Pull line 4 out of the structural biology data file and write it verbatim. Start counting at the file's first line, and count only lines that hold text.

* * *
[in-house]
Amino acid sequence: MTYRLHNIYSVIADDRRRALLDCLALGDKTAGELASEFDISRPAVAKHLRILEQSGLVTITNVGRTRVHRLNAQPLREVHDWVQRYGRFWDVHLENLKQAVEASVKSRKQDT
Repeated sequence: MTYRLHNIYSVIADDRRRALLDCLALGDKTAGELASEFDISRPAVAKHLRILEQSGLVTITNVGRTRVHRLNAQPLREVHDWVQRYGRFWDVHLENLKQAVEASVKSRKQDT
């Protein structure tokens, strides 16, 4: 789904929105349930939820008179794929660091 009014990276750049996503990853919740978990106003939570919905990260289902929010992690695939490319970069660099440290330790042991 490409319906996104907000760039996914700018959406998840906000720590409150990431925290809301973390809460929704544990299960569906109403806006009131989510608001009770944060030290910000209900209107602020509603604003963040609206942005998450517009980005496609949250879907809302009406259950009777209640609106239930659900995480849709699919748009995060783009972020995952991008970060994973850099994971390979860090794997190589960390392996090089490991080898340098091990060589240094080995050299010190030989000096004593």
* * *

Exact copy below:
């Protein structure tokens, strides 16, 4: 789904929105349930939820008179794929660091 009014990276750049996503990853919740978990106003939570919905990260289902929010992690695939490319970069660099440290330790042991 490409319906996104907000760039996914700018959406998840906000720590409150990431925290809301973390809460929704544990299960569906109403806006009131989510608001009770944060030290910000209900209107602020509603604003963040609206942005998450517009980005496609949250879907809302009406259950009777209640609106239930659900995480849709699919748009995060783009972020995952991008970060994973850099994971390979860090794997190589960390392996090089490991080898340098091990060589240094080995050299010190030989000096004593």